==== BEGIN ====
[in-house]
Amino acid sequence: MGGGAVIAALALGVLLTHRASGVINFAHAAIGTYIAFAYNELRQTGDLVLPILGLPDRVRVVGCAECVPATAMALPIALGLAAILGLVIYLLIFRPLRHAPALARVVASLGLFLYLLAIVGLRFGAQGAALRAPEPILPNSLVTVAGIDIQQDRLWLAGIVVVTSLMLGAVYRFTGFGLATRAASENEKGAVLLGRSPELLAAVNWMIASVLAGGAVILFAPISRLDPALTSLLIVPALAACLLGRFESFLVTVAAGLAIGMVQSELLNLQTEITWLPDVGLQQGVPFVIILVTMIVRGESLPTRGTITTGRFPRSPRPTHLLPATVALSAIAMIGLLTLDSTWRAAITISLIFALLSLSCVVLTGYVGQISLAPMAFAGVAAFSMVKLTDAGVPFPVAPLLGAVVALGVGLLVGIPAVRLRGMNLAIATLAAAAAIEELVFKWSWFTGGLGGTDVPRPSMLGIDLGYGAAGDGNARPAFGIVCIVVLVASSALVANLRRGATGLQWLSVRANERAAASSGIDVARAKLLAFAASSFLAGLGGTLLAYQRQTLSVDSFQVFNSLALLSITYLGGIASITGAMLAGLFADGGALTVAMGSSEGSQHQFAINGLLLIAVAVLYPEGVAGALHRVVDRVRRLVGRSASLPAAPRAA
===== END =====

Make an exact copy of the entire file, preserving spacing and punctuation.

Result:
[in-house]
Amino acid sequence: MGGGAVIAALALGVLLTHRASGVINFAHAAIGTYIAFAYNELRQTGDLVLPILGLPDRVRVVGCAECVPATAMALPIALGLAAILGLVIYLLIFRPLRHAPALARVVASLGLFLYLLAIVGLRFGAQGAALRAPEPILPNSLVTVAGIDIQQDRLWLAGIVVVTSLMLGAVYRFTGFGLATRAASENEKGAVLLGRSPELLAAVNWMIASVLAGGAVILFAPISRLDPALTSLLIVPALAACLLGRFESFLVTVAAGLAIGMVQSELLNLQTEITWLPDVGLQQGVPFVIILVTMIVRGESLPTRGTITTGRFPRSPRPTHLLPATVALSAIAMIGLLTLDSTWRAAITISLIFALLSLSCVVLTGYVGQISLAPMAFAGVAAFSMVKLTDAGVPFPVAPLLGAVVALGVGLLVGIPAVRLRGMNLAIATLAAAAAIEELVFKWSWFTGGLGGTDVPRPSMLGIDLGYGAAGDGNARPAFGIVCIVVLVASSALVANLRRGATGLQWLSVRANERAAASSGIDVARAKLLAFAASSFLAGLGGTLLAYQRQTLSVDSFQVFNSLALLSITYLGGIASITGAMLAGLFADGGALTVAMGSSEGSQHQFAINGLLLIAVAVLYPEGVAGALHRVVDRVRRLVGRSASLPAAPRAA